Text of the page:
I hope to assist in ensuring and designing methods to provide people and populations with access to clean, safe, reliable groundwater sources and solutions/preventative measures for groundwater contamination. My current research projects more accurately align with this goal as it elucidates the links between climatological changes, geomorphological processes, and methods of measuring and obtaining desired data. This grant will allow me to not only further my skills as a presenter of my work in a professional setting, but it will also allow me to expand my knowledge and skill set regarding my future in addition to meeting and making contacts other professionals in similar fields.

Drs. Erin Kraal and Ed Simpson - Salton Sea Elizabeth Heness  (Geology working with Dr. Edward Simpson – September 2011) – Taphonomy of barnacle and fish shoreline accumulations of the Salton Sea, California, USA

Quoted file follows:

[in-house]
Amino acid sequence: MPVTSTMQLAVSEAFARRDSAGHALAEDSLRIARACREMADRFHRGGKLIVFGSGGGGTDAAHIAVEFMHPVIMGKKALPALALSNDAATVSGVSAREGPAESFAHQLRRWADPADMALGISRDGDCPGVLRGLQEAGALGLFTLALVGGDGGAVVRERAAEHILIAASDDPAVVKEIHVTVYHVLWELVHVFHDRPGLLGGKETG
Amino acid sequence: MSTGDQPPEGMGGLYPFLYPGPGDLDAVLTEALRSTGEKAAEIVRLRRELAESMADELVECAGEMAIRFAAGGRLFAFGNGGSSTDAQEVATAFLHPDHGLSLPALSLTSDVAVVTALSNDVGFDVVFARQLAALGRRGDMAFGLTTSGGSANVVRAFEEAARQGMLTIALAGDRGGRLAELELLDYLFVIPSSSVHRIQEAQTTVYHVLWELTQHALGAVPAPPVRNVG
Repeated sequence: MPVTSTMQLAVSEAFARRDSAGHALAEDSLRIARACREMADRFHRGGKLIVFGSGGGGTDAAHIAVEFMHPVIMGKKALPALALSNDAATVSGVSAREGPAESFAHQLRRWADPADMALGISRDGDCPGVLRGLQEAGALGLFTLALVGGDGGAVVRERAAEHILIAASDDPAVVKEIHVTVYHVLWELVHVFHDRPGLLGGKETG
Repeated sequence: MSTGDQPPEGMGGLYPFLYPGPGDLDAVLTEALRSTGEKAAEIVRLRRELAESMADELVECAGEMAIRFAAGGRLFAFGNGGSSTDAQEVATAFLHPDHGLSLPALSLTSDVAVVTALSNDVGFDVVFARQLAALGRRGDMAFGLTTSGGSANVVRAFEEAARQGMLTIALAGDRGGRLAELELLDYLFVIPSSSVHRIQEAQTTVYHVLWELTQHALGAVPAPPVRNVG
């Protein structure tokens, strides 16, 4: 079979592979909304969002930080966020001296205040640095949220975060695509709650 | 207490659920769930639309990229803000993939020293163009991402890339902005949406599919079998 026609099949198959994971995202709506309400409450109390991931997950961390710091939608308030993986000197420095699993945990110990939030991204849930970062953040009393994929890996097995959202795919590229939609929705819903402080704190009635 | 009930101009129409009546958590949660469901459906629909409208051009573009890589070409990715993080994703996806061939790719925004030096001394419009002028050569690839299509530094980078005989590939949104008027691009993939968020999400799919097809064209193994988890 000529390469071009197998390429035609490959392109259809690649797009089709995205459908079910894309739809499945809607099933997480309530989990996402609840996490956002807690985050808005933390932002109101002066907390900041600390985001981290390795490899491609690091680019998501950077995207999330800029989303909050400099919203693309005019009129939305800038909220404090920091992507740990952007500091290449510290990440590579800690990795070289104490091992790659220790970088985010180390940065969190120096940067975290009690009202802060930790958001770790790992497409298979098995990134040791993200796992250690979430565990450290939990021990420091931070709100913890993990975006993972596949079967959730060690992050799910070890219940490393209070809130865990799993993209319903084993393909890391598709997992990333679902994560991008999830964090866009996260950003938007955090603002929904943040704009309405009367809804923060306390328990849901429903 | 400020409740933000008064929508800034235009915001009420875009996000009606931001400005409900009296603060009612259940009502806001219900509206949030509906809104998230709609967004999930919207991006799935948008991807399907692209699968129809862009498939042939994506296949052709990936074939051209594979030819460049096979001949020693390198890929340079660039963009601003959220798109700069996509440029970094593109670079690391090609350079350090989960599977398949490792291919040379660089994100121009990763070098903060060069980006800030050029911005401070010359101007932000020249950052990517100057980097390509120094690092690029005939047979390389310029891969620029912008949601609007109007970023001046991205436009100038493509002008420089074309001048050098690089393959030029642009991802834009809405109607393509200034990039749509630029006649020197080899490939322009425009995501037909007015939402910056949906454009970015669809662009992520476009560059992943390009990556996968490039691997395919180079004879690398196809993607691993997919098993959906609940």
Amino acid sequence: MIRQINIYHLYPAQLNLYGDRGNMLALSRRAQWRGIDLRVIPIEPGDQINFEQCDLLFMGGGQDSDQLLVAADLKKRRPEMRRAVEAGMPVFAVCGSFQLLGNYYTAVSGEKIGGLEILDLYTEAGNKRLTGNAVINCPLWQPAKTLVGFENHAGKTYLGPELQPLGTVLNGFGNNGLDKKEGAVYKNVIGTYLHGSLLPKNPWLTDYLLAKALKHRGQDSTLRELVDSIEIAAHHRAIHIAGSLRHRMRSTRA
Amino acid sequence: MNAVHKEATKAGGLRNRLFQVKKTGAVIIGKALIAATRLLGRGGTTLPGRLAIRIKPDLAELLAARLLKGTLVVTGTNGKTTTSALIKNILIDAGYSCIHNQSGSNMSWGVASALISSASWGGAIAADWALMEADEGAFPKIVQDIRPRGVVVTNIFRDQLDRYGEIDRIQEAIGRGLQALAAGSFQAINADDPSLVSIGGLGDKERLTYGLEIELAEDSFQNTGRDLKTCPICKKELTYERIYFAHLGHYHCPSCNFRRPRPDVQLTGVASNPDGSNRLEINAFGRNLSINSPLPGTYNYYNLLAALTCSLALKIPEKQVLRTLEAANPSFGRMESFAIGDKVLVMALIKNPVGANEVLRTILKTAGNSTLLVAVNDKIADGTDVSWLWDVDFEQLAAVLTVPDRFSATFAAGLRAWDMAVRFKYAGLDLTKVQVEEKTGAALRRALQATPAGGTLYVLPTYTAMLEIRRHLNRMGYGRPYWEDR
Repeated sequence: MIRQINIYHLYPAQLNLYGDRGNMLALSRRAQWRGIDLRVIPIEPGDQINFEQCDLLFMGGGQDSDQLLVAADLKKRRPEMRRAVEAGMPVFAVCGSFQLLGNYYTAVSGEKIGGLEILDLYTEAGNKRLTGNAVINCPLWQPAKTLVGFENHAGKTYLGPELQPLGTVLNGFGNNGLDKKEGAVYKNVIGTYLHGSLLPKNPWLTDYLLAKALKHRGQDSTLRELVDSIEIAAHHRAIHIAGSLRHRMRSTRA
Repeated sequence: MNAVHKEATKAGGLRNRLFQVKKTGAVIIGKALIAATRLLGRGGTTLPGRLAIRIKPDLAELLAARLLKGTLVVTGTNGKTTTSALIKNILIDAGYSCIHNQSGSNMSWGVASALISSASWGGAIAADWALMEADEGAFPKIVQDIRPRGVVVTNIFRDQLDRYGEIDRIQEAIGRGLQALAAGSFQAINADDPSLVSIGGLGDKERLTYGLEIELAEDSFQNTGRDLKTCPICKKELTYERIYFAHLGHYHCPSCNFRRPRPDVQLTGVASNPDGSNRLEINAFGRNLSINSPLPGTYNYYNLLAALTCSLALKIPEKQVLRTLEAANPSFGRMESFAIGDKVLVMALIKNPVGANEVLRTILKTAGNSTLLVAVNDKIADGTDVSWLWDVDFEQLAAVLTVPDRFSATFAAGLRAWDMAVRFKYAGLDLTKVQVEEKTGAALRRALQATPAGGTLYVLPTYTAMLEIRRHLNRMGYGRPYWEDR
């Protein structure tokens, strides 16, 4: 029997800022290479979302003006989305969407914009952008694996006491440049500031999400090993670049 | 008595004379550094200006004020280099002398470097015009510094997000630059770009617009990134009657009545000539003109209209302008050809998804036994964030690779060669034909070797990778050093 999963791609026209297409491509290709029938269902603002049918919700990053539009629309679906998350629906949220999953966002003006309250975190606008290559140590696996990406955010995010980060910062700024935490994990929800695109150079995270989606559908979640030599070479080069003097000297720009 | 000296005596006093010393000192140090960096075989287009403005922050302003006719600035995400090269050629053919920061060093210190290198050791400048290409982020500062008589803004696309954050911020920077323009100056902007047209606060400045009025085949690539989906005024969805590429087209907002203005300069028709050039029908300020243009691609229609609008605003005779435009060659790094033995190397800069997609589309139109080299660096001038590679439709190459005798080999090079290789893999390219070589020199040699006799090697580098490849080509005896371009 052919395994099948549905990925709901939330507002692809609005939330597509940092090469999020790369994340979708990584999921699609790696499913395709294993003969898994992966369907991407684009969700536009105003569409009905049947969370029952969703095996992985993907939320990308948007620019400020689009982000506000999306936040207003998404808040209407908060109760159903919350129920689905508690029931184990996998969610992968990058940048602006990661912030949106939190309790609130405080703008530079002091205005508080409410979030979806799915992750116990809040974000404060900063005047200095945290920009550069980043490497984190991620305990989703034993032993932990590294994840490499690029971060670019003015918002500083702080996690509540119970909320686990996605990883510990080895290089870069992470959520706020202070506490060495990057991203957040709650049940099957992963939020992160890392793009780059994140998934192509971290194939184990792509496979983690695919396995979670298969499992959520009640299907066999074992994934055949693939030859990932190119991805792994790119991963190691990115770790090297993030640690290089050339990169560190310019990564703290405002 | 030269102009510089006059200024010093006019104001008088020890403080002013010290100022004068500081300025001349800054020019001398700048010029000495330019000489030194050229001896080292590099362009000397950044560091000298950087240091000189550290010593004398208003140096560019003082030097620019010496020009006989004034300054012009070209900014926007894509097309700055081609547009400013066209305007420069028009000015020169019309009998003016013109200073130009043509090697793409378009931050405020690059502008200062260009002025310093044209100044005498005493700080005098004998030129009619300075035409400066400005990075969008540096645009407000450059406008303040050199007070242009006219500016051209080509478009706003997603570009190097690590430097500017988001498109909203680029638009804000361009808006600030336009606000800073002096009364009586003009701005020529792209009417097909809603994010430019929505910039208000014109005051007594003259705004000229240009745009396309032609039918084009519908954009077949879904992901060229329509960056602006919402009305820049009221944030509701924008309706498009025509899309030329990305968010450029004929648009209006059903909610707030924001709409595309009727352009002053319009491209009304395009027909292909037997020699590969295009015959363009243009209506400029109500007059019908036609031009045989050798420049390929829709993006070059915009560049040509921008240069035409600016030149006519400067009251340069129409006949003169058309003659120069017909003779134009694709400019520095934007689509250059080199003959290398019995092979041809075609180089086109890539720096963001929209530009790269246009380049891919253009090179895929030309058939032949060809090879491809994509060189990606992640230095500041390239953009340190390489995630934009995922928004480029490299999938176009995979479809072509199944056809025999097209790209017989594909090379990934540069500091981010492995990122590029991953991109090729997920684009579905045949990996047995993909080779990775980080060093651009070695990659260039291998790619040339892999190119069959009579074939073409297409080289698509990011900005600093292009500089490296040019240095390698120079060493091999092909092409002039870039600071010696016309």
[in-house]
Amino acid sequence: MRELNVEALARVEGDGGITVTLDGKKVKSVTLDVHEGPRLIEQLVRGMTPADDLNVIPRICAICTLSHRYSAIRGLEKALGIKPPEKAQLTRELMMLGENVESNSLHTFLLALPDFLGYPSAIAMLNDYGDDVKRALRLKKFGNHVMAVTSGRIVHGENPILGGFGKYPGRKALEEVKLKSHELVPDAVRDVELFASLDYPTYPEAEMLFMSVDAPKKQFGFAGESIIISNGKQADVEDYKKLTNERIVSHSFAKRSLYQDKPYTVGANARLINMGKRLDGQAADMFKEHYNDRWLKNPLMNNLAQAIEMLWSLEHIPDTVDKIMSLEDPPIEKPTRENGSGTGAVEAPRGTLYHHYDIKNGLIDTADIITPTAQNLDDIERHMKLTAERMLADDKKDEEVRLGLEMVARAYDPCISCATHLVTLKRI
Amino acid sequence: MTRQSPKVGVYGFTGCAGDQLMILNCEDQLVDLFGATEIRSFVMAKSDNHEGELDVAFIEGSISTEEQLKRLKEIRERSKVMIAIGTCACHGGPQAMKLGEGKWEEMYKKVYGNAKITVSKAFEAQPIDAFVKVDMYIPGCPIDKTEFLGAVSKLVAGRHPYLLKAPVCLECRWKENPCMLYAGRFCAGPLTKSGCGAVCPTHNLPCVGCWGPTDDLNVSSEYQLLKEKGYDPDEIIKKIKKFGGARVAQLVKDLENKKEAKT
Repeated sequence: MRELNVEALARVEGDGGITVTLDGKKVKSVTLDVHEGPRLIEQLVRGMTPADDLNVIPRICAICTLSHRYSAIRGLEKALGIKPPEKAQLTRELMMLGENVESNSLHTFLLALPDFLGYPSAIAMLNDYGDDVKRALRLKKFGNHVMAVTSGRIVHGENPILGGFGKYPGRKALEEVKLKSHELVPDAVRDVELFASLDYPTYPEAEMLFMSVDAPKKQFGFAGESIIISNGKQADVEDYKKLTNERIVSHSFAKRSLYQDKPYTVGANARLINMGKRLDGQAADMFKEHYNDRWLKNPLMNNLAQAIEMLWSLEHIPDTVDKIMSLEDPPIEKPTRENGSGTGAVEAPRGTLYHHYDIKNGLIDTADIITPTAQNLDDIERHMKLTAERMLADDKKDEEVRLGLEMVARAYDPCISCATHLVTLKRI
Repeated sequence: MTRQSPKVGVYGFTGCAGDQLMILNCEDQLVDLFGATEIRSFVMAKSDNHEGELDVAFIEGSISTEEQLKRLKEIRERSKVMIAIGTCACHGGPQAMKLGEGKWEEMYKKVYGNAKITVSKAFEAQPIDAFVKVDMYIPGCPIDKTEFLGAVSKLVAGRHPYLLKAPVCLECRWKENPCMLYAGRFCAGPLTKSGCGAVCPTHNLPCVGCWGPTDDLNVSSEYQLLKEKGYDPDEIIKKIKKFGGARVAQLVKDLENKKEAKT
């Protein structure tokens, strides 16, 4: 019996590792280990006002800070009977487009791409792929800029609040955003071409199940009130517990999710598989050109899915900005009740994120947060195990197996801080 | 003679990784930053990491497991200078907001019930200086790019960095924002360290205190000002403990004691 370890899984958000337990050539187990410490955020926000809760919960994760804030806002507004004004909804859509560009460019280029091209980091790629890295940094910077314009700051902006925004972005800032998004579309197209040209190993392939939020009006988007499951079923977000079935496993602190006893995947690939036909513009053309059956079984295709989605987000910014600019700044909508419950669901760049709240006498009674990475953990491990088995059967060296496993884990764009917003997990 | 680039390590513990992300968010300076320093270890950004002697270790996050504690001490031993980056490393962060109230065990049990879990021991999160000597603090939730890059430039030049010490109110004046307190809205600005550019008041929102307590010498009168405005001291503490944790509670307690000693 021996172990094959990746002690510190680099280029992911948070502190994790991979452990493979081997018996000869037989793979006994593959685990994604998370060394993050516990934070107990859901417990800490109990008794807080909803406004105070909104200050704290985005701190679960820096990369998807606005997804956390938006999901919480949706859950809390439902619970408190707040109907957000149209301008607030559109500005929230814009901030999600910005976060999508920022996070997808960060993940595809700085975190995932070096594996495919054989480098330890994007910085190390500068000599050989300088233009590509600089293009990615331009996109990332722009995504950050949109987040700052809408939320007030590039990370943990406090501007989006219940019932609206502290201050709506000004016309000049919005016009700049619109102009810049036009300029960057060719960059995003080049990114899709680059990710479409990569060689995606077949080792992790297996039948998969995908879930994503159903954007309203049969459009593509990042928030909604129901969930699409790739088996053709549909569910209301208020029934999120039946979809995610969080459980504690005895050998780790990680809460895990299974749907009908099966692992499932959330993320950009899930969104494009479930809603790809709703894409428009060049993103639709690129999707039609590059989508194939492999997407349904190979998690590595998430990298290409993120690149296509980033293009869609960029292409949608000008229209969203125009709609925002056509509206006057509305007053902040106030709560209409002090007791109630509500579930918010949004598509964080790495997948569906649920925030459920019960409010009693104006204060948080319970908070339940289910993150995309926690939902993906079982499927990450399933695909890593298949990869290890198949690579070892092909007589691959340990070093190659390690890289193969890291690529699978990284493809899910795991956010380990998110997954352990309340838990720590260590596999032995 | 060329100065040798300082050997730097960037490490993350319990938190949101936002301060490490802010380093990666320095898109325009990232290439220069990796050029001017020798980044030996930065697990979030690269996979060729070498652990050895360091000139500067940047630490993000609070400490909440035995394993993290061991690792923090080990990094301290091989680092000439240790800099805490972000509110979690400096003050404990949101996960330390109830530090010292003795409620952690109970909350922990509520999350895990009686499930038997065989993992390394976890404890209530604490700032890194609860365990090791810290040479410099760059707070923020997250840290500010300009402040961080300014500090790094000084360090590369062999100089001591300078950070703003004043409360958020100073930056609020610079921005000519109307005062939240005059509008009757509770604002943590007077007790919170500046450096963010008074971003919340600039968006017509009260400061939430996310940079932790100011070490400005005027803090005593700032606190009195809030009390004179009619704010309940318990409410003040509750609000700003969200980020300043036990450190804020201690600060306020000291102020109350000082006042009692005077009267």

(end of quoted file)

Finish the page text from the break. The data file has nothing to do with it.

From 1905-1907, the Salton sink, located in southern California, was partially flooded with Colorado River water escaping from catastrophic breaches in a levee and irrigation canal. Since the initial flooding event, the closed lake system level has been maintained largely by agricultural runoff and river inflow. The result through time is an increase in salinity and eutrophic conditions prompting an evolving ecosystem from human impact. Mass die offs of all introduced marine fish species occurred except the hybrid tilapia (Oreochromis mossambicus x O. uroepis). During WWII, floatplanes or transfer of marine buoys introduced to the Salton Sea the highly adaptable barnacle (Balanus amphirite). Tilapia, barnacles, and sand-sized clastics presently dominate the Salton Sea shoreline sediments.